Photo: Nelson Log Restoration
As the owner of Nelson Log Restoration, LLC and a former builder, Mark Nelson has witnessed the spectrum of log home fixes, from stain touch-ups to full log repairs and restorations.
Re-treating Exterior Stain.
“About 95 percent of our business is media blasting, staining and chinking repair,” says Mark. The key to success is proper wood preparation.
“A rough log texture allows stain to bond better and last longer. Media blasting holds stain better than any other surface prep,” he explains. But choose your media wisely. Corncob and crushed walnut have been popular methods in the past, but aren’t recommended.
“Corn and walnut are organic, so particles left on the wood can decay and cause a failure beneath the stain. Plus, they’re inefficient. Using corn is like using a dull knife; it beats on the log until the stain lets go,” Mark says. “We use crushed recycled glass, which cuts like a very sharp knife, stripping the stain and removing unsound wood underneath it.” The glass particles turn to dust and blow away, and because glass is inorganic, you don’t run the risk of bacteria infiltration.
After the logs are prepped, it’s essential to use a high-quality stain designed specifically for log homes. Mark is fully vested in Sashco’s products. He’s been using their Capture and Cascade lines for nearly two decades.
“Most chinking failures are caused by the material being applied too thin,” Mark says. “There’s no good way to patch it, so if we see a cohesion (split down the middle) or an adhesion (pulling away from the logs) failure, we strip it out, blast and stain the logs, then reapply the chinking. This also affords protection behind the chinking, which creates a better seal.”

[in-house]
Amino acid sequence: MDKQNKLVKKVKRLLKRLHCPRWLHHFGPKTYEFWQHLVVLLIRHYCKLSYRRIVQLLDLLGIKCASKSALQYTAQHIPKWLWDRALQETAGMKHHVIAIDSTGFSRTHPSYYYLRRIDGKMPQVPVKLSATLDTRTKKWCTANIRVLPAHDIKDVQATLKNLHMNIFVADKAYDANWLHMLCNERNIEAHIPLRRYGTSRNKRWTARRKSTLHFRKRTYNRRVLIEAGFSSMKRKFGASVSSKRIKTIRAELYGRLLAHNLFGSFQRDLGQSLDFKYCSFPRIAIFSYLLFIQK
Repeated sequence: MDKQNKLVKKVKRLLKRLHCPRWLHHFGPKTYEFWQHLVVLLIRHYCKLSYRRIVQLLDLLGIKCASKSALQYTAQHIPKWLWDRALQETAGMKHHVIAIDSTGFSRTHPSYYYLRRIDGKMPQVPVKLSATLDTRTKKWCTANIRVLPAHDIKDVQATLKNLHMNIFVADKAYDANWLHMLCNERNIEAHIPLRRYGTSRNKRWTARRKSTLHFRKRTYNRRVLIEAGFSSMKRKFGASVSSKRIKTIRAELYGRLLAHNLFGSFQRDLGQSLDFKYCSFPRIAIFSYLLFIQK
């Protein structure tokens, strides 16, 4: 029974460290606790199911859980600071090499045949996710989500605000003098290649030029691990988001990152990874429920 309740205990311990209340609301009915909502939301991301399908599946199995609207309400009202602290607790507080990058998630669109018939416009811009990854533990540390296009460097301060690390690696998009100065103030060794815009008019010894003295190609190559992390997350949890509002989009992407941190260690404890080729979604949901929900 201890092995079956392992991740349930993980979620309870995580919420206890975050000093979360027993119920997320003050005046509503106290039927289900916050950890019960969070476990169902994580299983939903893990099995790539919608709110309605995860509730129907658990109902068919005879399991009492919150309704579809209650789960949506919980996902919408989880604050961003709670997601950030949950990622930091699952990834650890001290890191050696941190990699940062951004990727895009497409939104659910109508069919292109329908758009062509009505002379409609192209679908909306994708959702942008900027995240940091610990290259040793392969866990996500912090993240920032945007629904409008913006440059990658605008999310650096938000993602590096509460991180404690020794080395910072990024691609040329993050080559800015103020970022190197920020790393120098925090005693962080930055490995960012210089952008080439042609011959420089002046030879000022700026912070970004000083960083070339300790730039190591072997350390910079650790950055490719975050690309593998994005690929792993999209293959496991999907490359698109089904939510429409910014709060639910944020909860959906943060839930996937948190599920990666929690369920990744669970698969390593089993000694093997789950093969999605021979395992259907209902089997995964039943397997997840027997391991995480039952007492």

Fixing Water Damage.
Maintaining the integrity of your sealant is crucial to preventing water damage; however, if a breach escapes your attention, there are several approaches you can take to remedy it, depending on the severity of the setback.
The first sign of a water-related problem is surface mold, often identified by black residue or log discoloration. If caught early, you can brush it off and apply a borate solution to kill stubborn spores. If left untreated, it could lead to bigger issues, such as rot.
Stopping Insect Issues.
As with mold, a borate salt treatment will deter wood-boring insects, like carpenter bees or termites, from living in your logs, which, in turn, discourages woodpeckers and other birds from poking holes in your home in search of a meal.
“We also fill checks with textured caulk to prevent both bugs and water from settling in,” Mark says. “The more prevention you can apply, the better off you are.”
With proper exterior sealing, routine inspections and periodic touch-ups, you can stop the majority of major log home-related issues from happening in the first place.
Learn more about log home maintenance here!